We need to do a couple of more posts on some basics of photography before this series of How to Take Bird Photographs is complete. And we need to discuss Eliot Porter, David Utterback and a few others who have done it well.
But we promised in our most recent post that this one would be our 10 step program to good bird photography and a promise is a promise. We’ll be back with more about apertures, shutter speeds, and composition. In the meantime, here they are: The Ten Steps to Perfect Bird Photographs.
1. Ascertain where the birds you want to photograph live.
2. Go there before sunrise. You will scare them off when you arrive.
3. While you wait for them to come back, get your camera ready. Small apertures give in-depth focus but require slower shutter speeds. Use a tripod. If you have a gigantic telephoto lens, point it where you expect the bird.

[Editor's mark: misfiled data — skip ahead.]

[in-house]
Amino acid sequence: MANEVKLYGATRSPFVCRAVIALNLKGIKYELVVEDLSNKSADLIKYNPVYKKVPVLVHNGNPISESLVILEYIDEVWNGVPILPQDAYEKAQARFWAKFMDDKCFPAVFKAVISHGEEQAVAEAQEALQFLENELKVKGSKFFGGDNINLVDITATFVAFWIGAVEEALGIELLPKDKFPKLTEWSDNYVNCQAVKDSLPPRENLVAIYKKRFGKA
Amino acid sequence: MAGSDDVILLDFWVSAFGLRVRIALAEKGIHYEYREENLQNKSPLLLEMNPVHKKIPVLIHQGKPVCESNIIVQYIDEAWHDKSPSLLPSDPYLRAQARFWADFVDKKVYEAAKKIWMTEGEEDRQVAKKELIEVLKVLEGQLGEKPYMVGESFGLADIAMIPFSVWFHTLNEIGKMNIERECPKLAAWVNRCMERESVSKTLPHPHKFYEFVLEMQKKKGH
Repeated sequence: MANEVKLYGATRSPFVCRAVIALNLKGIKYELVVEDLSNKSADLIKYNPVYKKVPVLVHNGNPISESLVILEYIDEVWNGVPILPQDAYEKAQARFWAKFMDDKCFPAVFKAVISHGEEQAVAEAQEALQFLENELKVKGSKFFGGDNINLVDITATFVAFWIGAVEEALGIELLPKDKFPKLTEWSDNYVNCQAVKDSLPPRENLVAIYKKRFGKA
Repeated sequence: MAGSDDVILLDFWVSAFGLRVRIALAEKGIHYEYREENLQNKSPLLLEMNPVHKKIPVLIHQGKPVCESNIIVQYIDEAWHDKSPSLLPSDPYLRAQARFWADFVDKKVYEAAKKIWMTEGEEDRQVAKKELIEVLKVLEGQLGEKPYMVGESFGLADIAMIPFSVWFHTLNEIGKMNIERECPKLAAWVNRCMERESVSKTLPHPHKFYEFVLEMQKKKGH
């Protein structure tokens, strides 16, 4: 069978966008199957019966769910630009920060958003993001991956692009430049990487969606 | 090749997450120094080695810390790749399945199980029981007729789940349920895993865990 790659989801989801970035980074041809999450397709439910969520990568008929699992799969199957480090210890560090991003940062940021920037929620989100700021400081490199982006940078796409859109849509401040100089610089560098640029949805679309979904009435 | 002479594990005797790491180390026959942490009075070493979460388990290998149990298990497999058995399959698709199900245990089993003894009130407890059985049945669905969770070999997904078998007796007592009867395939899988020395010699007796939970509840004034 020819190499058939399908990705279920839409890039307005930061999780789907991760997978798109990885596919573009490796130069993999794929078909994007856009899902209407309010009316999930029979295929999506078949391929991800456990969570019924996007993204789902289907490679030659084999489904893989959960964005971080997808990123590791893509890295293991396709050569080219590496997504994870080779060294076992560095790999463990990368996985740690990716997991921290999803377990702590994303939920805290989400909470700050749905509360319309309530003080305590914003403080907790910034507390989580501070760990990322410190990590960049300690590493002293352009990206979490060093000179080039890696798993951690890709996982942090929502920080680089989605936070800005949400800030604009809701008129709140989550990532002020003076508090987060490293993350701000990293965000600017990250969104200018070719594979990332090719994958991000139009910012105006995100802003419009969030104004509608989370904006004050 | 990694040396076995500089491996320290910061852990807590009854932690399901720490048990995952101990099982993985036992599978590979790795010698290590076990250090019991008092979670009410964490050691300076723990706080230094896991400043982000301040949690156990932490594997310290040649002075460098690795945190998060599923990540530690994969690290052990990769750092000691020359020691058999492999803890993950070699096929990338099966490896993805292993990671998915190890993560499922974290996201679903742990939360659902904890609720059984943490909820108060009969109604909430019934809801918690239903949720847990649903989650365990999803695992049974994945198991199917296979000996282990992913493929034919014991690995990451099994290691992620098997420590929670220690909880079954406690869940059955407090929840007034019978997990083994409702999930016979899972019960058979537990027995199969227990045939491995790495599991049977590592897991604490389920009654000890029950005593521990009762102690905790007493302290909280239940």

4. Remember the rule of news photographers: “F8 and be there.”
5. Sit down and don’t move; the birds will return after they get used to your imitation of a tree.
6. Sit still some more. Don’t scratch that itch.
7. Ask yourself the big questions.
8. Answer them. You have plenty of time.
9. After the birds return, slowly, ever so slowly, raise the camera to your eyes or lower your eyes to the tripod.
10. Focus and trip the shutter.
Start over. Repeat until the sun goes down. If it is winter, don’t wait for sunset; repeat until your eyelids freeze or until your fingertips turn black from the frostbite.
With any luck at all, you’ll have one or two photographs worthy of the name.